Senate debates

Monday, 9 August 2021


Tertiary Education Quality and Standards Agency (Charges) Bill 2021, Tertiary Education Quality and Standards Agency Amendment (Cost Recovery) Bill 2021; In Committee

9:07 pm

Photo of Kim CarrKim Carr (Victoria, Australian Labor Party) Share this | Hansard source

I thank the minister for her outline. I'm a member of the committee that she spoke of, the Scrutiny of Bills Committee. I think she's probably been a little generous in her interpretation of the committee's response. The nature of this committee is that it is concerned—and had repeatedly expressed its concern—at the growing amount of legislation that now contains material that effectively allows the detail of policy questions to be left to subordinate legislation by way of these regulations. That was the thrust of the correspondence to the minister and the reason the questions were asked as to why these matters can't be contained in the primary legislation, to which the minister has responded, as is so often the case, that this is just an administrative matter and doesn't require a substantive amendment to the legislation.

The committee has thanked the minister for his response because there has been some movement in the government's position—namely, to adjust the explanatory memorandum to explain the circumstances. But that's not to say that the committee is satisfied with the minister's response. The Labor Party is opposing this legislation, and we'll express our disappointment in the government's position in that vote. But it should not in any way be put to the Senate that the position that's been outlined is an acceptance of the government's position. When the committee says, 'We'll draw these matters to the attention of the Senate and leave it to the Senate to make a judgement call on it,' that's simply a mechanism by which the committee says, 'We're not happy with what's happened, but we acknowledge that there has been some movement by the government.' But it's not satisfactory because these are questions that should have been answered in the primary legislation, and it should have outlined clear guidance on the mechanism by which exemptions will be raised in the future for the direction to policy officers in the department as to the way in which they administer this legislation. It's just not good enough to say, 'Look, we need the flexibility because we don't know what's going to happen in the future'—that's an age-old excuse within the Commonwealth Public Service these days—and to take away the responsibility of the parliament to make decisions about what is appropriate and what is not, particularly on policy questions.

I've raised particular concerns about the way TEQSA is functioning at the moment, especially in regard to standards. I've indicated that I intend to pursue this with some vigour at the next round of estimates. I think the way we are seeing a number of private colleges now being moved into the category of university requires furthers explanation. When we have a series of Bible colleges being promoted as universities, we're entitled to know under what circumstances those decisions have been made and against what criteria they have been made. This is the sort of thing that I think we're entitled to pursue, and we certainly will at estimates.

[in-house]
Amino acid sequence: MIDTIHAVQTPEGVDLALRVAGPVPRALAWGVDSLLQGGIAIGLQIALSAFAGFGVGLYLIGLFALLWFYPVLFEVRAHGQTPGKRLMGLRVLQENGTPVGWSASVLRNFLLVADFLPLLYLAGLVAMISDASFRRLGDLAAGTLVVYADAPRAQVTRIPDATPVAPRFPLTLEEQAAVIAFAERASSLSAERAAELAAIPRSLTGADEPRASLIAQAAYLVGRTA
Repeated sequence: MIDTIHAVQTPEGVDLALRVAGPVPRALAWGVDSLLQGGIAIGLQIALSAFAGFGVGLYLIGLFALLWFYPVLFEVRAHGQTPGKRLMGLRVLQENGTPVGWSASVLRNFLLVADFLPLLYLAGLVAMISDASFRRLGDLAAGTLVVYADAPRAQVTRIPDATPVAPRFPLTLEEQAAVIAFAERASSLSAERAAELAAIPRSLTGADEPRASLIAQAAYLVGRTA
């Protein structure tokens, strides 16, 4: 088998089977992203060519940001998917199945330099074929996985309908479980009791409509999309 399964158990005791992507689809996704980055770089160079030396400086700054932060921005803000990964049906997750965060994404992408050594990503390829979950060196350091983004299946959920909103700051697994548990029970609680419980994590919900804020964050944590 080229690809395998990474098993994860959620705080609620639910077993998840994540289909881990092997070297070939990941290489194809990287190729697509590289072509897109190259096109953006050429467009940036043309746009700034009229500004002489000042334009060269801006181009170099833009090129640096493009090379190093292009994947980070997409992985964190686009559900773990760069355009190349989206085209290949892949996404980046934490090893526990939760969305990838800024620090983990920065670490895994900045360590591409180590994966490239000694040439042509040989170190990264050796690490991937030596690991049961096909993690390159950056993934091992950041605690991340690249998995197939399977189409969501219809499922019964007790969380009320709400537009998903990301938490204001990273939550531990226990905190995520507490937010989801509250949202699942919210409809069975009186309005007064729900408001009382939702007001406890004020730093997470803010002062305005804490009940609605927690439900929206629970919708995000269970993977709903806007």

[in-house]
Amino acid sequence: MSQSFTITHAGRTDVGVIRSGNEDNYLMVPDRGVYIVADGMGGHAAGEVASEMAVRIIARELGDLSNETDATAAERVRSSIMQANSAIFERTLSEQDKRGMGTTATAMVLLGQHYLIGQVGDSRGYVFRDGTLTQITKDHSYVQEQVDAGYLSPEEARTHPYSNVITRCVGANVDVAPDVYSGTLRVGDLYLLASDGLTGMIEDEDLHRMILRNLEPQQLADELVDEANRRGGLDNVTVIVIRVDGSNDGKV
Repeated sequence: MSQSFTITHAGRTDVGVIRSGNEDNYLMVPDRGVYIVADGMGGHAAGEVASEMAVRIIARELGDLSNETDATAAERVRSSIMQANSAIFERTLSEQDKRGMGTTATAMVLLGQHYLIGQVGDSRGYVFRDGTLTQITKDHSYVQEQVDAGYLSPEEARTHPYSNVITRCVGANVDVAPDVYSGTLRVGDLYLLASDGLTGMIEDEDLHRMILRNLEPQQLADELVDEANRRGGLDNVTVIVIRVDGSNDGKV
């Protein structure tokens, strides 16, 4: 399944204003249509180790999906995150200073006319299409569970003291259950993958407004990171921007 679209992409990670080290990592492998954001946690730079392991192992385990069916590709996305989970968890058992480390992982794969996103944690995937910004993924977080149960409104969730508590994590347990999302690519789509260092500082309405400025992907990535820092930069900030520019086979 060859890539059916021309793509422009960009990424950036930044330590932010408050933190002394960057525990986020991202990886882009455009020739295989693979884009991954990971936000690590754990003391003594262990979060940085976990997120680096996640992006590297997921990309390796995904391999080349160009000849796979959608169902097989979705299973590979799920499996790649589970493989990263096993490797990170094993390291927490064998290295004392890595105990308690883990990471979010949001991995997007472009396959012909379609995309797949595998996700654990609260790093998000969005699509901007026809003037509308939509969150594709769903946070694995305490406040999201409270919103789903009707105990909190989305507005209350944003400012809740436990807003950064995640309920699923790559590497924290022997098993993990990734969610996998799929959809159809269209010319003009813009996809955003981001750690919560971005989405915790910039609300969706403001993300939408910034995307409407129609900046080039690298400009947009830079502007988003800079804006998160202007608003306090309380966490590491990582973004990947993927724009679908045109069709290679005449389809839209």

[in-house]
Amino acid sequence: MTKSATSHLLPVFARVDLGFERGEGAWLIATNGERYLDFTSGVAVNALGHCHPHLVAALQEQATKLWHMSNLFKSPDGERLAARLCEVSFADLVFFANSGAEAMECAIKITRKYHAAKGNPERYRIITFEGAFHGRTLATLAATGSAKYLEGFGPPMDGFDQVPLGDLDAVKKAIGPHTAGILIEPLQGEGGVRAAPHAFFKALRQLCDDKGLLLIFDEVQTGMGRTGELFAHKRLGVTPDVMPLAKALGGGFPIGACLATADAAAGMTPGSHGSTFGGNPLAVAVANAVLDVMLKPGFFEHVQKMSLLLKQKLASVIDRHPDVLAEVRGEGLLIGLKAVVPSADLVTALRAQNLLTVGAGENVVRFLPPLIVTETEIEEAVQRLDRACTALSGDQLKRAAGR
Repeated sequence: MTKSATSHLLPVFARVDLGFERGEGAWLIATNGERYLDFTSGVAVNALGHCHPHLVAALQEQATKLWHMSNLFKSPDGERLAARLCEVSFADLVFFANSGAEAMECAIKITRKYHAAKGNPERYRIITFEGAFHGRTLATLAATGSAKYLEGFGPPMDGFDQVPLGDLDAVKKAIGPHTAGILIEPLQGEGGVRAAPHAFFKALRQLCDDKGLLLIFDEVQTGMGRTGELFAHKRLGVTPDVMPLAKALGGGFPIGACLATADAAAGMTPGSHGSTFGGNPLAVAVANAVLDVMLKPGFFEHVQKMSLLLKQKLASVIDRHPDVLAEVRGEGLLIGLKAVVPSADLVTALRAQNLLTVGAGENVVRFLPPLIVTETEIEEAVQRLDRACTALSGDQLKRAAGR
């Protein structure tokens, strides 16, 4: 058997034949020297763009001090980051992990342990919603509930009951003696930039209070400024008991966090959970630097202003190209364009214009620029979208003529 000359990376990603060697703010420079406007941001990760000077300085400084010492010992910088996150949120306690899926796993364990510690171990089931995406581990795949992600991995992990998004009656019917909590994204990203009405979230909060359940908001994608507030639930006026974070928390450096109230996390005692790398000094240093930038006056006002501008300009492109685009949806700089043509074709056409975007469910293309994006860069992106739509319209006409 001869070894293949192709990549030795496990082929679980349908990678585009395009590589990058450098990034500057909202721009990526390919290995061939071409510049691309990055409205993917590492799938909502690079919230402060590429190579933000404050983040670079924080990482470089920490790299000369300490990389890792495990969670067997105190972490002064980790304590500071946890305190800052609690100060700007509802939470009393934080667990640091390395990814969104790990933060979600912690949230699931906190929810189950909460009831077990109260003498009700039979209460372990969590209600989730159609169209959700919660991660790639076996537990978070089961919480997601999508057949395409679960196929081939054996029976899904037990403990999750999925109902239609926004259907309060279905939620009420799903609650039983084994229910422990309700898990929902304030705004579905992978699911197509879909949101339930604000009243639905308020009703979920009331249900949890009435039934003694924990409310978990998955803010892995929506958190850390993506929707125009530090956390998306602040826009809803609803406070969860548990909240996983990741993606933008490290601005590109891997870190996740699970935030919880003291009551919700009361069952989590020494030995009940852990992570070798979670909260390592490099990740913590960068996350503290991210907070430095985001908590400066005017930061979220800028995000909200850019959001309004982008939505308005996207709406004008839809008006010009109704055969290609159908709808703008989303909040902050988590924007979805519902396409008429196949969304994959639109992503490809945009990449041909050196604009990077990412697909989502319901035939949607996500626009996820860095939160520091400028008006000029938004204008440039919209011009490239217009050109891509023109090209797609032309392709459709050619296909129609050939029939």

When it comes to the question of charges, this bill will contain increases in charges of up to 700 per cent for some categories. These are charges which will inevitably be passed on to students. There are two questions that concern me about this bill. It's not just the issue of fee recovery; it's the effect of the increased charges and the cost to students, given the way in which, inevitably, these charges will be passed on. My concern goes to the question of standards, particularly research standards, given that we passed legislation only in February that now seems to have led to circumstances where a series of private colleges have been shunted into the category of university in a manner which I think requires further explanation. So there are two questions: fee rises and standards, and the mechanisms by which they occur. For the minister to say, 'We've done the right thing; we've made a statement in regard to the explanatory memorandum,' doesn't go anywhere near far enough.

As I say, the Labor Party is opposing this legislation because this is a pretty ham-fisted way to do business. It reflects a very poor understanding of the way in which the education system actually operates. It demonstrates, in my judgement, a movement by this government by stealth to fundamentally change the way in which the higher education system in this country operates and to see circumstances where there's a considerable shift away from public provision towards what some vice-chancellors used to call Ma and Pa Kettle operations.

I see one of these colleges today, because of their financial circumstances, has moved to extend the vacation considerably to try to make up savings, forcing people to use up their various entitlements. They did so without consultation, without any engagement with their workforce, bringing into practice some measures which really do demonstrate a culture alien to the way in which the tertiary sector and the education sector in this country has traditionally operated.


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